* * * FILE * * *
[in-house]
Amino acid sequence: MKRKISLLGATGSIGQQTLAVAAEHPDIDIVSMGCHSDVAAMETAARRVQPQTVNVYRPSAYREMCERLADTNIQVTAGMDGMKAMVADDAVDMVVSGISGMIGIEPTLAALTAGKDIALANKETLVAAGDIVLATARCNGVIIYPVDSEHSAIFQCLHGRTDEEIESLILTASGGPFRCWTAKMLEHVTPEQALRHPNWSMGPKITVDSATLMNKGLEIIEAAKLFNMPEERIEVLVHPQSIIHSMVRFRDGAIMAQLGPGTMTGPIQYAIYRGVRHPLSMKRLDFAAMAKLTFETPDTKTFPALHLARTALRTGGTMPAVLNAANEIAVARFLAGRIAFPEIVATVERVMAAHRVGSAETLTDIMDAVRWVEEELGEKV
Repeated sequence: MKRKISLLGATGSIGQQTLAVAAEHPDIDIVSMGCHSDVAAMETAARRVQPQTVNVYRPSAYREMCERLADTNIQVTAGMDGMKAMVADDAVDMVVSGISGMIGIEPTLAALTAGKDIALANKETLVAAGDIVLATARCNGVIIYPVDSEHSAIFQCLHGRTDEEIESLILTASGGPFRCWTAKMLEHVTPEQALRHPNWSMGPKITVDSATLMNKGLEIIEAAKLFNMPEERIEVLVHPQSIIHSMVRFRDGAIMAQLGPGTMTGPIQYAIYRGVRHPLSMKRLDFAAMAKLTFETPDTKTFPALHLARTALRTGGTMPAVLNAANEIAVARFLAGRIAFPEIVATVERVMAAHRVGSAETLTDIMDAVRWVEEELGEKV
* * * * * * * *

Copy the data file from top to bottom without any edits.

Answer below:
[in-house]
Amino acid sequence: MKRKISLLGATGSIGQQTLAVAAEHPDIDIVSMGCHSDVAAMETAARRVQPQTVNVYRPSAYREMCERLADTNIQVTAGMDGMKAMVADDAVDMVVSGISGMIGIEPTLAALTAGKDIALANKETLVAAGDIVLATARCNGVIIYPVDSEHSAIFQCLHGRTDEEIESLILTASGGPFRCWTAKMLEHVTPEQALRHPNWSMGPKITVDSATLMNKGLEIIEAAKLFNMPEERIEVLVHPQSIIHSMVRFRDGAIMAQLGPGTMTGPIQYAIYRGVRHPLSMKRLDFAAMAKLTFETPDTKTFPALHLARTALRTGGTMPAVLNAANEIAVARFLAGRIAFPEIVATVERVMAAHRVGSAETLTDIMDAVRWVEEELGEKV
Repeated sequence: MKRKISLLGATGSIGQQTLAVAAEHPDIDIVSMGCHSDVAAMETAARRVQPQTVNVYRPSAYREMCERLADTNIQVTAGMDGMKAMVADDAVDMVVSGISGMIGIEPTLAALTAGKDIALANKETLVAAGDIVLATARCNGVIIYPVDSEHSAIFQCLHGRTDEEIESLILTASGGPFRCWTAKMLEHVTPEQALRHPNWSMGPKITVDSATLMNKGLEIIEAAKLFNMPEERIEVLVHPQSIIHSMVRFRDGAIMAQLGPGTMTGPIQYAIYRGVRHPLSMKRLDFAAMAKLTFETPDTKTFPALHLARTALRTGGTMPAVLNAANEIAVARFLAGRIAFPEIVATVERVMAAHRVGSAETLTDIMDAVRWVEEELGEKV